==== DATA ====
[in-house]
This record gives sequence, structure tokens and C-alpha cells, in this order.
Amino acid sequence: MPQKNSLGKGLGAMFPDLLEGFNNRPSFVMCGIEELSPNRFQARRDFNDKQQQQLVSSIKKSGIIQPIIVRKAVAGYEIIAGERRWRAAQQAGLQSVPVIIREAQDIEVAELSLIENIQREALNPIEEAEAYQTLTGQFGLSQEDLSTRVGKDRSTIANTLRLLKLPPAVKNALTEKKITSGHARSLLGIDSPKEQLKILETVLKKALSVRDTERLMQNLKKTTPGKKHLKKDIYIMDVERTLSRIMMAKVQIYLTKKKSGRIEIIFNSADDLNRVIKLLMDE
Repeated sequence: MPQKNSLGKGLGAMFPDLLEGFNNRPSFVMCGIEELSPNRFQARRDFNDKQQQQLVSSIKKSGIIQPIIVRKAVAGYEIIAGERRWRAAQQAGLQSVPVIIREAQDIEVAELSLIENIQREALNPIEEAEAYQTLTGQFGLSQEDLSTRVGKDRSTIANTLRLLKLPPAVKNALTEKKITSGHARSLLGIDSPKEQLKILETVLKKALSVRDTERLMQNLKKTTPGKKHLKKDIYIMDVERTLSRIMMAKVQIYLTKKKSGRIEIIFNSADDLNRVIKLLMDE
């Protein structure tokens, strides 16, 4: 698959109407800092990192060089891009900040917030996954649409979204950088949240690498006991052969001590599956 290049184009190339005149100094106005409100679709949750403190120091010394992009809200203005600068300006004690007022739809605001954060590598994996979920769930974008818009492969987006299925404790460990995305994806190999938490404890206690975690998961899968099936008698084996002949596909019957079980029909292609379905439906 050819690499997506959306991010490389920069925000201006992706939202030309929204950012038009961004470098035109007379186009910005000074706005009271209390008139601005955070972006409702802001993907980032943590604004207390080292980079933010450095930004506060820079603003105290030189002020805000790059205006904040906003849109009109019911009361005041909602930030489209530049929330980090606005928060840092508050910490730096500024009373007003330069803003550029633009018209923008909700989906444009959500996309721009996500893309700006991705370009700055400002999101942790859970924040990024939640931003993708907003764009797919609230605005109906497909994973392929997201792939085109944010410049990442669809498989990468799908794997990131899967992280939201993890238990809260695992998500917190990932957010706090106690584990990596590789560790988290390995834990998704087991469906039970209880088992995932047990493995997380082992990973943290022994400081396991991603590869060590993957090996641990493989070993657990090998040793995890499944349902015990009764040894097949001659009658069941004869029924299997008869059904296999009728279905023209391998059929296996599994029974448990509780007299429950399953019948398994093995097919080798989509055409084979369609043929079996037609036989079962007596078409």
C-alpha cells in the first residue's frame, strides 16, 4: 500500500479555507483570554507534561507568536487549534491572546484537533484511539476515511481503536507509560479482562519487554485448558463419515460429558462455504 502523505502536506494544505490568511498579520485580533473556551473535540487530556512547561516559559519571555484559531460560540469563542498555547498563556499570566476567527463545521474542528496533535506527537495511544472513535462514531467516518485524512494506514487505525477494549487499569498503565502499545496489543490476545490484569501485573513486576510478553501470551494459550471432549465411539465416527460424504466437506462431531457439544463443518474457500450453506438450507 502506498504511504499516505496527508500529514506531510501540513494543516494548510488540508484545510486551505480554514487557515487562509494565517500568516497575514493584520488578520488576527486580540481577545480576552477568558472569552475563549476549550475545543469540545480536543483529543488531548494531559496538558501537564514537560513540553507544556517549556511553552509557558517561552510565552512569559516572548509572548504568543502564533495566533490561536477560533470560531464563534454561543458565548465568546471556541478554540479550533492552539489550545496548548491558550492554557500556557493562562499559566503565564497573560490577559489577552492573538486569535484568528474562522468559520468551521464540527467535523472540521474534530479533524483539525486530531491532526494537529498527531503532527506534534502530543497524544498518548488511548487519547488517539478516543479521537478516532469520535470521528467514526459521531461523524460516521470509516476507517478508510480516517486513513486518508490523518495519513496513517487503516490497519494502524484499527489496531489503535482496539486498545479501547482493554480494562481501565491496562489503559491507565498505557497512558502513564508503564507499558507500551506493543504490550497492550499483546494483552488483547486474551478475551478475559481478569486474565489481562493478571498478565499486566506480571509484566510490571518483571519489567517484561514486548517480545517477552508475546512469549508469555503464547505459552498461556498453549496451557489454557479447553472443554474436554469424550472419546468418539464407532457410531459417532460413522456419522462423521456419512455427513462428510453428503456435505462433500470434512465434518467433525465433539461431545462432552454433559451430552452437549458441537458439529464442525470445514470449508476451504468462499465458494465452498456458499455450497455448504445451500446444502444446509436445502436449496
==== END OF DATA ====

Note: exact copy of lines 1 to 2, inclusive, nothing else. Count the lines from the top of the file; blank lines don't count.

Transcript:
[in-house]
This record gives sequence, structure tokens and C-alpha cells, in this order.